The Air Force said today that it is winning its "war on recruiting" by reaching this year's goal with the recent signing of the 34,000th enlistment contract in Mt. Vernon, Ill.
With 26,070 new airmen sent to basic training since the beginning of the fiscal year, the Air Force has enough contracts with new recruits to enter basic training by Sept. 30 to meet its annual goal.
"This is a great accomplishment for not only our recruiters, but for the entire United States Air Force," said Secretary of the Air Force Whit Peters,. "We made recruiting a top priority this year and are pleased to see the initial fruits of our labor. However, we won't let up; we will continue to work hard to reach both our future recruiting and retention goals."
Last year, the Air Force missed its recruiting goal for the first time in 20 years. An increase in the number of recruiters, targeted enlistment bonuses in hard to fill areas and months, and a first-ever paid television advertising campaign contributed to this year's success.
In addition to increasing its overall manning, the Air Force deployed 100 recruiters from headquarters and staff positions for 90 days, recalled 170 former recruiters to serve 120 days on temporary duty status and deferred assignments for nearly 100 recruiters. This boosted its number of "on the street" recruiters from less than 900 last fall to approximately 1,300 current recruiters.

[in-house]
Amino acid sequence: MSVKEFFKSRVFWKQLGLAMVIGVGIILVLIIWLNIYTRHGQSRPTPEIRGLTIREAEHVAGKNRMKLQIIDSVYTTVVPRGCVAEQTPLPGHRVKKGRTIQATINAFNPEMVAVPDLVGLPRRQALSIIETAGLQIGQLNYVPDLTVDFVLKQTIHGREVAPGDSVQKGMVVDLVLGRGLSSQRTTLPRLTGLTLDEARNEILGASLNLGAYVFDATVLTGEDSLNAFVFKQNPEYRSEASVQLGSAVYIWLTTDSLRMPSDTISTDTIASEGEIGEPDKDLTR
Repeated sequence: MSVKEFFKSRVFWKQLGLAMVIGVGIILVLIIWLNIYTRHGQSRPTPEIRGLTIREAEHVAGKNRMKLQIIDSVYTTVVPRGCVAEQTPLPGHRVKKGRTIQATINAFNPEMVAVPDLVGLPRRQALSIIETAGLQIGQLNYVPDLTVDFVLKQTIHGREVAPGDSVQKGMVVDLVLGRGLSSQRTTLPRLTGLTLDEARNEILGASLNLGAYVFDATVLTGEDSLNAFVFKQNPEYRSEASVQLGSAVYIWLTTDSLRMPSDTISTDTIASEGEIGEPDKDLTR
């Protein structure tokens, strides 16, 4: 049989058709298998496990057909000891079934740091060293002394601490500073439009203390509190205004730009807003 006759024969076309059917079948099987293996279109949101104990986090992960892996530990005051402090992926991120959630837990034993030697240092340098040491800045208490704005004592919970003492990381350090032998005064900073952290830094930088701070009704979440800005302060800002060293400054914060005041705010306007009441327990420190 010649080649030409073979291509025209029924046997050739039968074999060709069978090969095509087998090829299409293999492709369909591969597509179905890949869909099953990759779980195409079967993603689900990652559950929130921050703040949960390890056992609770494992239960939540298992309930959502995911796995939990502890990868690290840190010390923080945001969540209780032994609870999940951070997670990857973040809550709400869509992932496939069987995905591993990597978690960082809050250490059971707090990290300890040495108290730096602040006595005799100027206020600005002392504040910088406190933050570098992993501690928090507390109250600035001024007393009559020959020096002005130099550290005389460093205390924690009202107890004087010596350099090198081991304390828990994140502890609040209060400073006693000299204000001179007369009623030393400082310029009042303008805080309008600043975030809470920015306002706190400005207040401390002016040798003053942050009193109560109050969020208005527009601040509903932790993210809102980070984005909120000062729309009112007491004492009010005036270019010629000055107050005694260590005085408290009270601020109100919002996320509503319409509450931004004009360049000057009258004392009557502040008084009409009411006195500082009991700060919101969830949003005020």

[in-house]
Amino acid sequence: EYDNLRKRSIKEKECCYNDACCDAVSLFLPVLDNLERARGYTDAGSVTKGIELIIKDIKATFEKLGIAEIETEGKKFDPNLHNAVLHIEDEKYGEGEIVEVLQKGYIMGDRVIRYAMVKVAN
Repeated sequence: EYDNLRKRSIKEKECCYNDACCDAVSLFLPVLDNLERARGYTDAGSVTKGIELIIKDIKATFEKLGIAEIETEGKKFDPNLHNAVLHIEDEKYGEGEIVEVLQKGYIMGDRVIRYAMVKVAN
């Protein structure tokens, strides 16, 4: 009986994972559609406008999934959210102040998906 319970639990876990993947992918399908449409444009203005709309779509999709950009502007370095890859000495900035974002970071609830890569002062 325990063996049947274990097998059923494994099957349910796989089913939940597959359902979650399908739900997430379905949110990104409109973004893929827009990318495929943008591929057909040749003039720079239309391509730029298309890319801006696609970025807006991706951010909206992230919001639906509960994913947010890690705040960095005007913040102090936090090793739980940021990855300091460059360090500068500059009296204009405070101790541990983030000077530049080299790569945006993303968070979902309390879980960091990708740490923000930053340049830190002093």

"Our front-line recruiters and the entire Air Force Recruiting team are doing excellent work," said Air Force Chief of Staff Gen. Michael Ryan,. "They've responded to the challenge and we are extremely pleased with the quantity and quality of our new recruits. We will continue to make recruiting and retention a top priority."
Even with 34,000 sign-ups in hand, recruiters are still hard at work recruiting additional candidates in anticipation of possible cancellations and to begin filling an expected 34,600 new jobs for next year.
"We really don't yet have the time to stop and celebrate, " said Brig. Gen. (select) Duane Deal, Air Force Recruiting Service commander. "This is an indicator of how hard our recruiters are working, but we still have a daunting challenge ahead of us."
Recruits cite the opportunity to further their education as the top reason for joining the Air Force, according to a recent survey. All new recruits are automatically enrolled in the Community College of the Air Force, the only accredited junior college among the armed services.
"When our great recruiters talk to young people today, they recognize that joining the Air Force equals enrolling in college - it's automatic on their enlistment, and new trainees earn between 15 and 72 college hours when they complete training, depending on their skill areas. Added to that, they are gaining a skill, immediate responsibility and being part of the world's greatest aerospace team," Deal said.
With an ever-increasing emphasis placed on high-tech operations and weapon systems, the Air Force is recruiting the best of America's youth. Young people entering today's Air Force can qualify for more than 200 skills. The Air Force is currently placing special emphasis on recruiting qualified high school graduates and college students interested in electronic and mechanical fields.
For more information on the recruiting program, contact Air Force Recruiting Service Public Affairs, Randolph AFB, Texas at (210) 652-5993 or via e-mail at firstname.lastname@example.org . For more information about Air Force career opportunities, visit the Air Force Recruiting Service web site at http://www.airforce.com